Urinary Incontinence in Obese females-

Urinary Incontinence and Pelvic Floor Anatomy

Pelvic floor is a dome-shaped muscular sheet segregating the pelvic cavity above from the perineal region bottom. This space surrounds the pelvic viscera – intestines, bladder, and uterus in females. {Ritchie, 2022 #1}Two kinds of muscles forming the pelvis include diaphragmatic and pubovisceral muscle groups. Diaphragmatic group is made up of the muscles which emerge from the coccygeus and the obturator membrane, their oblique attachment extending ahead, besides the arcus tendineus, and extends towards the body of the pubis through the attachment of the obturator fascia. The most anterior fibers curve back and down to form an inverted arch with the muscles of the opposite side.

Urinary incontinence in obese females

The pubovisceral group as a whole arises from a curved origin, convex upwards, from the back of the pubes. Posteriorly the origin overlaps, or is overlapped by, the extension of the arcus tendineus to the pubic bone, in front of the obturator canal. It then curves downwards, medially and forwards to reach the pubic symphysis. The pubovisceral muscles with the differing pelvic viscera of the male and female, the constituent muscles and their attachments vary. In the female the pubovisceral group arises from the curved origin from the back of the body of the pubes.

Pelvic floor and Nerve supply

There is a considerable concentration of nervous tissue in relation to the upper surface of the pelvic floor and the pelvic viscera. Much, forming into plexuses, is derived from the autonomic system. The Levator ani derives its nerve supply from two sources. Firstly, nerves arising from the sacral anterior primary Rami crossing the upper surface. Secondly, the pudendal nerve, also arising from the anterior primary rami (S2, 3, and 4, Gray’s Anatomy, 2nd edition) of the sacral nerves, reaches the ischiorectal fossa by crossing the lateral aspect of the spine of the ischium to supply the muscle by branches below the pelvic floor.

Female urinary continence depends on a complex and integrated system, which comprises the PFM, urethral sphincters (smooth and rhabdosphincter), adequate autonomic and somatic innervation, urethral support, and connective tissues.{Burti, 2015 #2} The pelvic floor muscles are found in the base of the pelvis where deep levator ani muscles and superficial muscles are also present. Changes in their function and strength can contribute to, such as urinary or fecal incontinence, pelvic organ prolapse and pelvic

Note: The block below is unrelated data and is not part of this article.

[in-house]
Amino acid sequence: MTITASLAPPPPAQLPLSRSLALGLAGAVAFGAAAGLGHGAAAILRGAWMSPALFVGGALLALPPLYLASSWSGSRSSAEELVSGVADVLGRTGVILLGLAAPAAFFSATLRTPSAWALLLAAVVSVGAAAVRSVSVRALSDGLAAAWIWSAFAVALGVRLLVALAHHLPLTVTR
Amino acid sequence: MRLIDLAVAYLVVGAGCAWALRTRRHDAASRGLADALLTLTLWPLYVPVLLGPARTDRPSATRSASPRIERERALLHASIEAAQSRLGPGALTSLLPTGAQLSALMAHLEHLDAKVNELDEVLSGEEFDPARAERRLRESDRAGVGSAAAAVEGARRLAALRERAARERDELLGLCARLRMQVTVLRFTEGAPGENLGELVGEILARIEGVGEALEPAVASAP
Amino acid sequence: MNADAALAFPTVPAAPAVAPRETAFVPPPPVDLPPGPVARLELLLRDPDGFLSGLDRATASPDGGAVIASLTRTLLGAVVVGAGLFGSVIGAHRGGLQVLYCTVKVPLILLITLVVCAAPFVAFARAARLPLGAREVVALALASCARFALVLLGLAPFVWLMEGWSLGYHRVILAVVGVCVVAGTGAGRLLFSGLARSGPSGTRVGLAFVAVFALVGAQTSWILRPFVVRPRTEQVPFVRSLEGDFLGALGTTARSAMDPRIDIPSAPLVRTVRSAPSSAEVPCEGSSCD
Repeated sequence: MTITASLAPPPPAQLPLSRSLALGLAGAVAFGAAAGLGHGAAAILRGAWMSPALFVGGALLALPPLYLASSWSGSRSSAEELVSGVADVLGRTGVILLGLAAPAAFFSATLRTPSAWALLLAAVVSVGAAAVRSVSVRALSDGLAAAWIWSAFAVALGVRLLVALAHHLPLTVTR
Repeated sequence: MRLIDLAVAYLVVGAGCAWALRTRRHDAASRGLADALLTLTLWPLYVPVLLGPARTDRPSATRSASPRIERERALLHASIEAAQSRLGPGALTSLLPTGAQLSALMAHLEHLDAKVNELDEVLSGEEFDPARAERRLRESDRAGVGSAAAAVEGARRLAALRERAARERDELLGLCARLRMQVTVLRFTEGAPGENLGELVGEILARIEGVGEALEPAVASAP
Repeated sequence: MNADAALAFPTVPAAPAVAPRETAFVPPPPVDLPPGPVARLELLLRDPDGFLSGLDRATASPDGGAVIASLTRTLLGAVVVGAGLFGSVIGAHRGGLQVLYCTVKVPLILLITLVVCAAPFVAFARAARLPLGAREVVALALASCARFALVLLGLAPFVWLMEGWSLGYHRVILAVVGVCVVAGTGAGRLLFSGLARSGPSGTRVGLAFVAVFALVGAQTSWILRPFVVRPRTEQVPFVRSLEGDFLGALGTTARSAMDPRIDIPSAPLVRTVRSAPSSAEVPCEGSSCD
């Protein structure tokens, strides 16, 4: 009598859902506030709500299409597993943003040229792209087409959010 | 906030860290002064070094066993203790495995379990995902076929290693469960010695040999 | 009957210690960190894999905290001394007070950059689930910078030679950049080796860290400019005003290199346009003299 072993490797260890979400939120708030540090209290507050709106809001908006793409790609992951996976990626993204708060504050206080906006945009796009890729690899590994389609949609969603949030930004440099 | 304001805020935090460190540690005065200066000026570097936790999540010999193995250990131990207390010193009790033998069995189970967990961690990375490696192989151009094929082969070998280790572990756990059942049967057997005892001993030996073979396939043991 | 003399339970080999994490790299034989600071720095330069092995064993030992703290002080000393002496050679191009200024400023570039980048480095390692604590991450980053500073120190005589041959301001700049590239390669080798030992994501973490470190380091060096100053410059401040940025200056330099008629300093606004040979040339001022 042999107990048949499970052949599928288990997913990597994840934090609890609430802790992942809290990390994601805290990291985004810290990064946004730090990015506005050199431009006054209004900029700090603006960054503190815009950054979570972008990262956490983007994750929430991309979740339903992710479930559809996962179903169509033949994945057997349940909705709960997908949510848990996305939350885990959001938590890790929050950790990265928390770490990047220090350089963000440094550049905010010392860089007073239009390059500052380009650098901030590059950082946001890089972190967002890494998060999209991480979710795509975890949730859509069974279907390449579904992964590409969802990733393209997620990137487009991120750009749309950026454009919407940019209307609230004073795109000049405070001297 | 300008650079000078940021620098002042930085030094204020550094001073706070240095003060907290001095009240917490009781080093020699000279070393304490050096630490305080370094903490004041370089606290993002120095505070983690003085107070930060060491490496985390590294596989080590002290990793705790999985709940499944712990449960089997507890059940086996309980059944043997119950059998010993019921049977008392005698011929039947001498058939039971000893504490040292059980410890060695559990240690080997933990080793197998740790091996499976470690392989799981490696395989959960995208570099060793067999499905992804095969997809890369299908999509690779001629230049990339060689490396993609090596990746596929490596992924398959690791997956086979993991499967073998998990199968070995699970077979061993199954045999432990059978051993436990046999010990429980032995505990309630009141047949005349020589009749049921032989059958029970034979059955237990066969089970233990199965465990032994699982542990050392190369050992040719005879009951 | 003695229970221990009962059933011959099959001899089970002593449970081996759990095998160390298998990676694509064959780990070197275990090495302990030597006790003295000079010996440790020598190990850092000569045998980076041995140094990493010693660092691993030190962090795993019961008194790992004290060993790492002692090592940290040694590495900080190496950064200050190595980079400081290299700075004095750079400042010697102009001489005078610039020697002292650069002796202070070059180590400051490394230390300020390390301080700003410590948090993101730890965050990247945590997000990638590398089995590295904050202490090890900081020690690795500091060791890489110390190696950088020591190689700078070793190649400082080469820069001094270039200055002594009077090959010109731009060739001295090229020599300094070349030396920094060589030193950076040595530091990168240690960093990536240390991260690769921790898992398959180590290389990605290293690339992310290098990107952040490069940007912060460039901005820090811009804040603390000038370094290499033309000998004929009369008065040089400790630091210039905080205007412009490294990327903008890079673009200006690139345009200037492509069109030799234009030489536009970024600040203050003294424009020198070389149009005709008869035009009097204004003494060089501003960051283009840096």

pain. The main function of the pelvic floor are: To support the abdominal and pelvic viscera, To
maintain the continence of urine and faeces, Allows voiding, defaecation, sexual activity, and
childbirth. {Sarah Barnes, 2022 #3}

Pelvic Floor Physiology and Urinary Incontinence

The pelvic floor is a complex assembly of connective tissues and striated muscle that simultaneously counteract gravitational forces, inertial forces, and intra-abdominal pressures while maintaining the position of the pelvic organs. {Lucente, 2017 #4} Urinary incontinence compromises the quality of life. Observational studies indicates obesity a serious risk factor for urinary incontinence. Obesity is interlinked with high prevalence of pelvic floor problems. {Ramalingam, 2015 #5} The dysfunction of suspensory ligaments of the urethra and/or reduced contractility of the sphincter urethra due to myofascial dysfunction of the pelvic floor are also associated with urinary incontinence in women. Obesity results in increased intra-abdominal pressure and this leads to weakening of the pelvic floor innervation and musculature {Sinn, 2018}

  1. Ritchie, L. (2022). “Pelvic Floor Anatomy.” Physiopedia.
  2. Burti, J. S., et al. (2015). “Is there any difference in pelvic floor muscles performance between continent and incontinent women?” Neurourology and urodynamics 34(6): 544-548.
  3. Sarah Barnes, C. V. W., Amy McCarthy (2022). “Pelvic Floor Dysfunction.” Physiopedia.
  4. Lucente, V., et al. (2017). “Biomechanical paradigm and interpretation of female pelvic floor conditions before a treatment.” International journal of women’s health 9: 521.
  5. Ramalingam, K. and A. Monga (2015). “Obesity and pelvic floor dysfunction.” Best practice & research clinical obstetrics & gynaecology 29(4): 541-547.
  6. Sinn, C. N. (2018). “Pelvic Floor Disorders.”